The core of Western Shoshone, many prominent leaders among them, completely disagree. They point out that the 9th District Court of Appeals is the only court that has ever seriously considered the U.S. Government's argument that the Western Shoshone's title to the land had been extinguished through the 1863 Treaty of Ruby Valley. The court, after thoroughly reviewing the government's arguments, found that neither leases of lands or federal homestead laws that marked off specific sections can be held to have extinguished aboriginal title. The premise of their decision was that the Treaty of Ruby Valley did not extinguish overall Western Shoshone aboriginal occupancy.

On a technicality, however, the Supreme Court spared itself the duty of fairly considering the merits of this old American Indian case. Among the Western Shoshone who have complained long and loudly over what they call "long-term treaty abuses" of their lands and rights by the U.S. Government, the Dann sisters, Carrie and Mary, Nevada ranchers and tribal elders, are now well-known spokeswomen for the tribe. They have sustained a major case for three decades. Their livestock has been impounded, their ranch crisscrossed by federal helicopters, and horses killed as a result of continued harassment. Now elderly but still active, they have been arrested, handcuffed and manhandled by armed federal agents for their opposition to the denial of grazing rights on lands they claim are retained under their Treaty of Ruby Valley, "signed by our nation and the U.S. government in 1863." The Dann sisters are saddled by more than one million dollars in fines against them levied by the federal government since it began its effort to drive the Dann's livestock from the lands in question. However, they have vivid and horrific testimony to very ill treatment, particularly at the hands of the Bureau of Land Management, intent on enforcing its regulations on Western Shoshone lands.

"The 1863 Treaty of Ruby Valley only granted rights of passage through our land to white settlers," said Carrie Dann. "But we never gave up the land. Our land has never been ceded or deeded to the U.S., so it's not possible for them to just take it and determine that our title to the land has been extinguished." Legal scholars who have followed the hard-fought land rights case conclude that Dann is, in fact, correct in her assertions that the Western Shoshone still own the land.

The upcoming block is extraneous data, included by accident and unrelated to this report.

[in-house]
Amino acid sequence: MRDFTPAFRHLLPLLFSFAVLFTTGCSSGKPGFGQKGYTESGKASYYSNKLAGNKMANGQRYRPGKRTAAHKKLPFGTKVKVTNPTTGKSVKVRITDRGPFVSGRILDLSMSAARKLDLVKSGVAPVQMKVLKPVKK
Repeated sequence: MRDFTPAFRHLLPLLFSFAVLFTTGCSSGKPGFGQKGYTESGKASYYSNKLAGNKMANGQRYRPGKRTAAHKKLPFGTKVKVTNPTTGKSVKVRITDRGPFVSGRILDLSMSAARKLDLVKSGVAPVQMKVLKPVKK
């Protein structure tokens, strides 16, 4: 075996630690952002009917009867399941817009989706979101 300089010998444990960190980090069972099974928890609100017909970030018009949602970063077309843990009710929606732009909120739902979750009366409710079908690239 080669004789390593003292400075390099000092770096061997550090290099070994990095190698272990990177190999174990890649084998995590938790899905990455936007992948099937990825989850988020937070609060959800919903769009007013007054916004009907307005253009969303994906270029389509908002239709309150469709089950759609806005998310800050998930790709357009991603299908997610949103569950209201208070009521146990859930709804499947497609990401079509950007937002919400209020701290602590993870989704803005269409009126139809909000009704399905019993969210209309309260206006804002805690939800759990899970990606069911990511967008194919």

A hearing slated for March 21 before the Senate Committee on Indian Affairs on S-958, The Western Shoshone Claims Distribution Act, is a coming flash point. The Act mandates the distribution of around $130 million in a one-time cash payment to individual Shoshones. This was the result of the Indian Claims Commission proceedings that Western Shoshones assert ignored evidence of their existing land title to the area. While Nevada Senator Harry Reid, D-Nev., a central sponsor of the one-time cash payment is against hearing her testimony, opponents of the bill are intent on having the Senators listen to Carrie Dann ? who has battled federal agencies from her horse and cattle ranch for several decades.

It is understandable that Senator Reid would rather not have Carrie Dann heard by the committee. The eloquent grandmother has a difficult argument for the U.S. government. On the face of it, it is impossible to refute the notion that Western Shoshone land title has never been successfully extinguished under any doctrine of law that anyone can hold up proudly.

In fact, this is as sordid a case of land usurpation under a "might makes right" political imperative mentality as has ever occurred. It is part and parcel of a reality so long-standing it appears entrenched in the American psyche as a kind of tolerable injustice.